The number of cases and deaths from COVID-19 continues to rise globally, mainly due to the highly transmissible Delta variant, which has spread to 132 countries, indicated World Health Organization (WHO).
The delta variant of COVID-19 is dangerous because it has certain mutations that allow the virus to adhere to human cells more easily.
Experts also note a higher viral load in infected people, explained Dr Maria Van Kerkhove, WHO Senior Epidemiologist and COVID-19 Technical Officer.
This variant is the SARS-CoV-2 virus the most transmissible to date.
Delta variant infections have increased in all regions of the world, some even reaching 80% more in the last month. In Africa, deaths have increased by 80% over the same period, the WHO has warned.
Increase in hospitalizations
“Some laboratory studies suggest an increase in replication in some of the modeled human airway systems,” added Dr Maria Van Kerkhove.
In terms of severity, Dr Van Kerkhove pointed out that there has been an increase in hospitalizations in some countries affected by the variant, “but we have not yet seen an increase in mortality”.
The WHO expert recalled that although some data suggests that vaccinated people can be infected and transmit the variant, the likelihood is much lower after the second dose has been given and reached its full effectiveness.
She also clarified that Delta does not specifically target children as some reports have suggested, but she warned that as long as the variants are circulating, they will infect anyone who does not take the necessary precautions.
A virus that continues to evolve
“The COVID-19 virus has evolved since it was first reported, and it continues to evolve. So far, four variants of concern have emerged, and there will be more as long as the virus continues to spread, ”said Dr Tedros.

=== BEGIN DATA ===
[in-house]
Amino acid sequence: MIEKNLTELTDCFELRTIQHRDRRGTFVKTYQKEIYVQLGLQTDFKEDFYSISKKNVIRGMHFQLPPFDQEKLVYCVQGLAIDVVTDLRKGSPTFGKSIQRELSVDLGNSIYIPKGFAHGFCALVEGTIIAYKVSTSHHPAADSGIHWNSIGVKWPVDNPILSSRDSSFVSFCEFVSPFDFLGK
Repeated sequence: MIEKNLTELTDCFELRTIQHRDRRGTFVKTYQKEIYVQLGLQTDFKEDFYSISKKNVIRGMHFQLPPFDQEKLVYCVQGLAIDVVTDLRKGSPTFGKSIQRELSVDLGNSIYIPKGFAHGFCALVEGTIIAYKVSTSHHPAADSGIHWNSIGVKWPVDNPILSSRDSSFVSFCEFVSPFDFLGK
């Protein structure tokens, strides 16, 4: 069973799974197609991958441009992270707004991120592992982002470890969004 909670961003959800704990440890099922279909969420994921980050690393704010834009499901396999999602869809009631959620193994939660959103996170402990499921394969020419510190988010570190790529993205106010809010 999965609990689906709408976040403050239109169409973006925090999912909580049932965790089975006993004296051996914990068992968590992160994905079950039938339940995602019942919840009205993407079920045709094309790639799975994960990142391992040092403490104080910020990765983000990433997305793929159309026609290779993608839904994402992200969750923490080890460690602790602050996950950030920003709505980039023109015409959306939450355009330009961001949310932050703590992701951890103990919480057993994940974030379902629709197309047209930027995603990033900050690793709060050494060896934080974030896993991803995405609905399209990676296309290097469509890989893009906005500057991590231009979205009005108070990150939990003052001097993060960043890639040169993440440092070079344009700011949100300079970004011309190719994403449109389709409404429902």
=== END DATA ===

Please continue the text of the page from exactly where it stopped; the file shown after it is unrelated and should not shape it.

« Delta is a warning that this virus is evolving, but it is also a call to action before more dangerous variants emerge », said Dr Michael Ryan, WHO’s executive director of health emergencies.
“Even if the virus becomes faster and more efficient”, the battle plan does not change, but it must be implemented more effectively, underlined Dr Michael Ryan, executive director of health emergencies of the WHO.
Dr Tedros blamed the increase in cases on increased social diversity and mobility, inconsistent use of social and public health measures, and inequitable distribution of vaccines.
He said “hard earned gains” are threatened or lost, and health systems in many countries are increasingly overwhelmed.
A vaccine for all
WHO chief Dr Tedros explained that WHO’s goal remains to help each country immunize at least 10% of its population by the end of September, at least 40% by the end of September. by the end of this year and 70% by the middle of next year.
«We are a long way from achieving these goals. To date, just over half of countries have fully vaccinated 10% of their population, less than a quarter of countries have vaccinated 40% of their population and only three countries have vaccinated 70% of their population, ”warned Mr. Tedros.
Tedros recalled that the global distribution of vaccines remains unfair, despite warnings and appeals from experts, and said all regions remain at risk, especially Africa.
“Based on current trends, nearly 70% of African countries will not meet the 10% vaccination target by the end of September,” he warned.
This article is adapted from an article in English that appeared on UN.news
Find out more: The COVAX initiative
Sorting through the information, our INFO / INTOX section